This is a definitely lovely, but touristy, little village perched on the flank of a mountain, high above the Mediterranean. The one thing that saves Sainte Agnes from being overrun is that it's not easy to get to; only 4 km from the coast as the eagle flies, it's about 12 km of narrow and twisty mountain roads by car, above Menton at the eastern end of the French Riviera.
Also: | Most Beautiful Villages of France |
| Chateauneuf-Villevieille 42 km | Coaraze 39 km | Escarène 41 km | Eze 25 km | Gorbio 9 km | Gourdon 80 km | Menton 12 km | Monaco 31 km | Nice 19 km | Peillon 24 km | Roquebrune-Cap-Martin 10 km | Sospel 20 km |
There are 3 Sainte-Agnès in France: "Beyond's" in the Alpes-Maritimes (06), one in Isère (38) and one in the Jura (39). This one is labeled "the highest coastal village in Europe". The little access road climbs at a rate of 100 m vertical for each km of length.
Note: The name agnes in French is pronounced without the hard "g", like anyes.
Sainte-Agnès village has narrow stone-paved streets and many arched passages, and everything is pretty well restored. Many of the village houses are 15th to 18th century.
A feature of Sainte-Agnès is the incredible view -- of the coast, the sea, the mountains and Italy.
You'll get the best view with a short climb up to the ruins of the 9th-century chateau above the town [Photo-11]. From the jagged peak you can see the incredible defensive position, and have a magnificent view of the narrow ribbon of the non-surface autoroute far below, either crossing valleys on tall viaducts or going through mountains.
According to legend, the chateau-fort was built by a Saracen Prince Haroun, who had fallen in love with a young Provençal girl. The chateau was restored in 1502, but today is in ruins. Enough of the ancient walls remain, complete with arrow slits, to give a good feeling of what it was like in medieval times. Archaeological digs at the chateau site have unearthed at least 23 skeletons along with other artifacts, indicating habitation to the Bronze Age or even to the Neolithic era.
The walk from the village up to the chateau site is steep and takes a bit of effort. The site includes a medieval garden, information panels (in French) about the medieval life, and magnificent views.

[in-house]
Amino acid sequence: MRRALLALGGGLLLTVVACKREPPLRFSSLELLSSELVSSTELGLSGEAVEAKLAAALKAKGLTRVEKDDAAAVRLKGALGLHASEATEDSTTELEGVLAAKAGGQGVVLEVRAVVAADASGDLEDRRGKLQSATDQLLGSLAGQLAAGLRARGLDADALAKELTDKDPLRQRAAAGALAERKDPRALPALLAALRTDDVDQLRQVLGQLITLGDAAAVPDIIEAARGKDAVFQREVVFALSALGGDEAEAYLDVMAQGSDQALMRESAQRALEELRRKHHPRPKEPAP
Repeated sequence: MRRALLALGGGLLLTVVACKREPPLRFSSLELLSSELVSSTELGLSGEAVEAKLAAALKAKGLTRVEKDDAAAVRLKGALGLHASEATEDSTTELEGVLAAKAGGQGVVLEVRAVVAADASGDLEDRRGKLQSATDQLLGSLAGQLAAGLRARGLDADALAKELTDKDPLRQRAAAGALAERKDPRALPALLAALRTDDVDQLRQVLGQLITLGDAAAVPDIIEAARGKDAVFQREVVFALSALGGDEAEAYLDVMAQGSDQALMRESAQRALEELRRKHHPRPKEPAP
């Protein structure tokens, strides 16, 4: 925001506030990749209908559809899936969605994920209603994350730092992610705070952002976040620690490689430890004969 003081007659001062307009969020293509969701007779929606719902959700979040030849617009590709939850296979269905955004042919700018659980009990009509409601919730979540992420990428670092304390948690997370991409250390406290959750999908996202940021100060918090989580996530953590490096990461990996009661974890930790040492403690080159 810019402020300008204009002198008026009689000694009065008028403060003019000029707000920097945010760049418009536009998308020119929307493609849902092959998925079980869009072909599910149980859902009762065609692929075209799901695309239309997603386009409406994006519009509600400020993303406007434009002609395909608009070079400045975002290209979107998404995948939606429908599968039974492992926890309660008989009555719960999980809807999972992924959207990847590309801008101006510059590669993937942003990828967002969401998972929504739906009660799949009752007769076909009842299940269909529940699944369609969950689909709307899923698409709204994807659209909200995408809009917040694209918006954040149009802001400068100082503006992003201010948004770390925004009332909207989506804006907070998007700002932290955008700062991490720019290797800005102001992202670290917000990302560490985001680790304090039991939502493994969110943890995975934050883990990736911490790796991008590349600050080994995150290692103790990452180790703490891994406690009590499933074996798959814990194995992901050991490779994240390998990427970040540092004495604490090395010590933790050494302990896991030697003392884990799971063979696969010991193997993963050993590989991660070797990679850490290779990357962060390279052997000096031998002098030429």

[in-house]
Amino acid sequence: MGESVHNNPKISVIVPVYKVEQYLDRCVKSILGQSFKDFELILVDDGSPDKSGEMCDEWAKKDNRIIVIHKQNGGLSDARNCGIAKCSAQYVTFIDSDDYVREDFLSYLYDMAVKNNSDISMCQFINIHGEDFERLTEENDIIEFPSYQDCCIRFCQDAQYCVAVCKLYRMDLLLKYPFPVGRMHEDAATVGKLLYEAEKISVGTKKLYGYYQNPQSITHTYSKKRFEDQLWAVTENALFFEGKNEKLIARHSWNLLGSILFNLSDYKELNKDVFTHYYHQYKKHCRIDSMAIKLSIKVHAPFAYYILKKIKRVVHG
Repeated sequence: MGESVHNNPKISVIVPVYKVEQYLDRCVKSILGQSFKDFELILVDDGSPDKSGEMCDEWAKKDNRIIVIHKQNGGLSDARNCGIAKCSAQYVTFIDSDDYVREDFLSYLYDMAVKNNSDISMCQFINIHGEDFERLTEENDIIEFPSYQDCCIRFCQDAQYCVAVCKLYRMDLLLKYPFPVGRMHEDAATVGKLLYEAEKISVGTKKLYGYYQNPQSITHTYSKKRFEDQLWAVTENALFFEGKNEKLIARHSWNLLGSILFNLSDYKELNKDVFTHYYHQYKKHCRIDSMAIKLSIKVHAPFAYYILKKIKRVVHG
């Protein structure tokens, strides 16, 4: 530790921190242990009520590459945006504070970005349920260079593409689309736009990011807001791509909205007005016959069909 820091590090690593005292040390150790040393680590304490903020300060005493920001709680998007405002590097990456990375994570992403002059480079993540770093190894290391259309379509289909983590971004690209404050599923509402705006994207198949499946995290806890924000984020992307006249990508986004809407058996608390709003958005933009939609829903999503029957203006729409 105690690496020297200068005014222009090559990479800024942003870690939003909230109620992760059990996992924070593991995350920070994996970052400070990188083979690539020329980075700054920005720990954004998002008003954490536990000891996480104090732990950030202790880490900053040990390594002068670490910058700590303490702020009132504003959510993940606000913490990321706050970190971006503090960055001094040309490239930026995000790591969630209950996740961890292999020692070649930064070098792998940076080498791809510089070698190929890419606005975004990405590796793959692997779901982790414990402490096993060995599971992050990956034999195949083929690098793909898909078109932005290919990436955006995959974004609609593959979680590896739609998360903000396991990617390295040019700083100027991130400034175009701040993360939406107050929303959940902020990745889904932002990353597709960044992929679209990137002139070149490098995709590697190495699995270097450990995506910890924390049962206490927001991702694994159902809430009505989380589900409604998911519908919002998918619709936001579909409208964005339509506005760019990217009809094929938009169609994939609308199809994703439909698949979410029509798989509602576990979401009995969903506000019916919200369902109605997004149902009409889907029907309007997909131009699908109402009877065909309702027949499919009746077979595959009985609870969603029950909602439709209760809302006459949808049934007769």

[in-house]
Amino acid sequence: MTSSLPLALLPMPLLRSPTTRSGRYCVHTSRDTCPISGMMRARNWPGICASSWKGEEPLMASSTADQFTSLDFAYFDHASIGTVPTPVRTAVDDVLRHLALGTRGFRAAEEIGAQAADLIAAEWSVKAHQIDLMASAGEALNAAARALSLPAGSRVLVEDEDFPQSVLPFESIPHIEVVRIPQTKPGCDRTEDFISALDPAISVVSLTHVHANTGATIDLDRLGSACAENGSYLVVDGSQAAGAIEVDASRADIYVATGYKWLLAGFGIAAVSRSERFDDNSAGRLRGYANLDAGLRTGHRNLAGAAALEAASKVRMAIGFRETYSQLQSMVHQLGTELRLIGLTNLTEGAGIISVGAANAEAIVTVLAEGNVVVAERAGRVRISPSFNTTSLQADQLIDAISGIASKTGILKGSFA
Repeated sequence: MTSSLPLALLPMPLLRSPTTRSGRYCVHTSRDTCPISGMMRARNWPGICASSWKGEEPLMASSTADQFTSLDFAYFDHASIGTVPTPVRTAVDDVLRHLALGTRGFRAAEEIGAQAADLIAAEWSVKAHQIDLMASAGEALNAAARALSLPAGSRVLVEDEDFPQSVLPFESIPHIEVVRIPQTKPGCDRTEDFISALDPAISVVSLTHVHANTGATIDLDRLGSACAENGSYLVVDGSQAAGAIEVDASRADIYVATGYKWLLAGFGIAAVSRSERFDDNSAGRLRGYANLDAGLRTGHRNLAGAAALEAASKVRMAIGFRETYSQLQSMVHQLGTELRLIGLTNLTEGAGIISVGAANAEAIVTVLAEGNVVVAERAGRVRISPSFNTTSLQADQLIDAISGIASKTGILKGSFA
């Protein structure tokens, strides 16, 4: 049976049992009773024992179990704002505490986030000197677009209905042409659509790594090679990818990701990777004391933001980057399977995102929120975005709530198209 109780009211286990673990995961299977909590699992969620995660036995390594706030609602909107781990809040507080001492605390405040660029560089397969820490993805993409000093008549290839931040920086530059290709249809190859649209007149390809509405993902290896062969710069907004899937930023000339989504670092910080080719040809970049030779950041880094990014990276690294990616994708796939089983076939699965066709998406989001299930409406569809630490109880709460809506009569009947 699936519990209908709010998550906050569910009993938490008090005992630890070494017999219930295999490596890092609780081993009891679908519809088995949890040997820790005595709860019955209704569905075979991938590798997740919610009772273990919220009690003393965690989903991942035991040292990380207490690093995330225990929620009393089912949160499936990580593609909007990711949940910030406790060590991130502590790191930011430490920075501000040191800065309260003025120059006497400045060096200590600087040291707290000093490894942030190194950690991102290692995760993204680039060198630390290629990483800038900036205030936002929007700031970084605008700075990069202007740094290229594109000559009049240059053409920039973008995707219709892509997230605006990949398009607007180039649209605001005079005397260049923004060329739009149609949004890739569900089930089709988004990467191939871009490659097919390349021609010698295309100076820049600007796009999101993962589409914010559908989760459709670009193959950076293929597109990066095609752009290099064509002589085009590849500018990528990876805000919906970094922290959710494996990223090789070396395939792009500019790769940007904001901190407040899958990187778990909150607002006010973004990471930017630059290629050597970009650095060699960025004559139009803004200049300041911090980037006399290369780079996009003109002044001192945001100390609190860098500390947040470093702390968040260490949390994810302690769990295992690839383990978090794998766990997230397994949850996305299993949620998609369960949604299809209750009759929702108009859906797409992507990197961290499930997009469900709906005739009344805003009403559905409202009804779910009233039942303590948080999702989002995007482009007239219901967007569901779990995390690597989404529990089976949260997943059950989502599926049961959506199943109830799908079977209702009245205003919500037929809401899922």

Fort Maginot de Sainte-Agnes was built in 1932 as part of the famous (or infamous) Maginot line. Solidly built and still unused (the invaders elected to go around it), the fort sits on the edge of the village overlooking the sea, serving today as a popular tourist attraction.
Fort Sainte-Agnes is open for guided visits:
Oct - May, Sat-Sun, 14h30-17h30
June - Sept, Tue-Sun (not Mon), 10h30-12h, 15h-19h
During Menton's Fete des Citrons (Feb-Mar), 14h-17h30
First record, 1185: Sancta Agneta
Medieval: Sainte Agnes was ruled by the Counts of Vintimille until 1258, when it passed to the Counts of Provence.
Museums & Sites
- Jardin Médiéval
- A rock garden and historical tour, at the base of the chateau ramparts.
IGN (1/25,000) #3742 OT "Nice-Menton"
Didier Richard (1/50,000) #26 "Pay d'Azur"
The GR51 (Balcony of the Cote d'Azur ) goes by the village of Sainte Agnes. The GR51 trail passes at the road junction in the saddle just below the village to the west, a 5-minute walk from the center.
To the northeast, the GR51 passes the hamlet of Monti and the village of Castellar (2 hrs), then continues on nearly to the Italian border where it joins the north-south GR52.
To the southwest, the GR51 goes to Gorbio (1 hr), then south towards the coast, where it follows the hills above the coast towards Nice and beyond.
For a 3-hour loop hike to Gorbio, take the PR trail via Col de Bausson and Cascade du Ray to Gorbio (2h15) and return on the GR51 to Sainte Agnes (1 hr).
Other loop hikes go north, to Col des Banquettes (744 m) or Mont Ours (1239 m).
Loop hikes to the south include a trail from the lookout point past the Maginot Line bunkers that goes down to the Chapelle Ste-Lucie (1 hr), where you can loop back up or continue down to Menton (another hour).
There are pleanty of cafés and reasonably-priced restaurants in Sainte Agnes, some with terraces offering fine views. Many of the terrace restaurants on on the main street up through the village, with views from the west side of the village [Photo-10].
One restaurant (Le Righi) is located out past the southern tip of the village, just past the parking area and the Magenot Line defenses [Photo-14]. Le Righi has 15-20 euro menus, and a magnificent panoramic view to the south.